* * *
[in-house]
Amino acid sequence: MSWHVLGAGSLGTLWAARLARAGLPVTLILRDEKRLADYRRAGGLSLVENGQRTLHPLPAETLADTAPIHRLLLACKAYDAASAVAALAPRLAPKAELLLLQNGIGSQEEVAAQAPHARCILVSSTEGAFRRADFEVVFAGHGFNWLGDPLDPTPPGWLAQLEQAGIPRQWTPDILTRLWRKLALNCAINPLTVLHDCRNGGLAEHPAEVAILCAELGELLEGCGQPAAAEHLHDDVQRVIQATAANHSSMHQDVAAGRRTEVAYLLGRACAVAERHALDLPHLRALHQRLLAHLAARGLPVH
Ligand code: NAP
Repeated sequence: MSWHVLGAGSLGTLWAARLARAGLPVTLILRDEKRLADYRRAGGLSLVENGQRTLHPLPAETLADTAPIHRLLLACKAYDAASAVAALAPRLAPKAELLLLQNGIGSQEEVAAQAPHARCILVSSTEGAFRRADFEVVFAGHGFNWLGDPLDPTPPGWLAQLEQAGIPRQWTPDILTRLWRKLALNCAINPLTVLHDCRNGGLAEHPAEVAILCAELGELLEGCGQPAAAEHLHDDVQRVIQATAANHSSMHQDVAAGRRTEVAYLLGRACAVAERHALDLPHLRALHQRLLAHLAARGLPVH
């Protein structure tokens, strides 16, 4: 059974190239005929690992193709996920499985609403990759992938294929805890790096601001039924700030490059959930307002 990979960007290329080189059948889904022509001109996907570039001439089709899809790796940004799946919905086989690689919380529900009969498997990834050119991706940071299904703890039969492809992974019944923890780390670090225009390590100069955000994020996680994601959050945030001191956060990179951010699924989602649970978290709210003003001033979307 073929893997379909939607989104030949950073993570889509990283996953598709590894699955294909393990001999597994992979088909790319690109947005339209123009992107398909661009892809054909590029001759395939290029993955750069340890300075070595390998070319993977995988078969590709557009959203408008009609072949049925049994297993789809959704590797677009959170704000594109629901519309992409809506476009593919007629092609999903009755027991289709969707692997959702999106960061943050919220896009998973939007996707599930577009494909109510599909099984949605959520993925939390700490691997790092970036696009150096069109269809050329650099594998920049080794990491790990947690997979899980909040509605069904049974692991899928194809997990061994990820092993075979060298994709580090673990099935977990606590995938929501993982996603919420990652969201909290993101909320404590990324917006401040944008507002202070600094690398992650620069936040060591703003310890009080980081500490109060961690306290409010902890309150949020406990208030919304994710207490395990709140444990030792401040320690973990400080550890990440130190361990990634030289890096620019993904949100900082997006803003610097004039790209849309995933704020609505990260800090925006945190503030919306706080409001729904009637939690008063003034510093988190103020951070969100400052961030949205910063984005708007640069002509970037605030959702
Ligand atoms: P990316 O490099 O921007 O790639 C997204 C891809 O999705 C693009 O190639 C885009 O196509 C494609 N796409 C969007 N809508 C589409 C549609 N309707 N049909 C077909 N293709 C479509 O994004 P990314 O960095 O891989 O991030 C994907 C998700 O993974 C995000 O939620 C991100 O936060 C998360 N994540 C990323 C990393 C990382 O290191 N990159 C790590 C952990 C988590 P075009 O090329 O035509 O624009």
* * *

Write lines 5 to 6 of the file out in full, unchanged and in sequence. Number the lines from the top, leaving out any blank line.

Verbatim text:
């Protein structure tokens, strides 16, 4: 059974190239005929690992193709996920499985609403990759992938294929805890790096601001039924700030490059959930307002 990979960007290329080189059948889904022509001109996907570039001439089709899809790796940004799946919905086989690689919380529900009969498997990834050119991706940071299904703890039969492809992974019944923890780390670090225009390590100069955000994020996680994601959050945030001191956060990179951010699924989602649970978290709210003003001033979307 073929893997379909939607989104030949950073993570889509990283996953598709590894699955294909393990001999597994992979088909790319690109947005339209123009992107398909661009892809054909590029001759395939290029993955750069340890300075070595390998070319993977995988078969590709557009959203408008009609072949049925049994297993789809959704590797677009959170704000594109629901519309992409809506476009593919007629092609999903009755027991289709969707692997959702999106960061943050919220896009998973939007996707599930577009494909109510599909099984949605959520993925939390700490691997790092970036696009150096069109269809050329650099594998920049080794990491790990947690997979899980909040509605069904049974692991899928194809997990061994990820092993075979060298994709580090673990099935977990606590995938929501993982996603919420990652969201909290993101909320404590990324917006401040944008507002202070600094690398992650620069936040060591703003310890009080980081500490109060961690306290409010902890309150949020406990208030919304994710207490395990709140444990030792401040320690973990400080550890990440130190361990990634030289890096620019993904949100900082997006803003610097004039790209849309995933704020609505990260800090925006945190503030919306706080409001729904009637939690008063003034510093988190103020951070969100400052961030949205910063984005708007640069002509970037605030959702
Ligand atoms: P990316 O490099 O921007 O790639 C997204 C891809 O999705 C693009 O190639 C885009 O196509 C494609 N796409 C969007 N809508 C589409 C549609 N309707 N049909 C077909 N293709 C479509 O994004 P990314 O960095 O891989 O991030 C994907 C998700 O993974 C995000 O939620 C991100 O936060 C998360 N994540 C990323 C990393 C990382 O290191 N990159 C790590 C952990 C988590 P075009 O090329 O035509 O624009």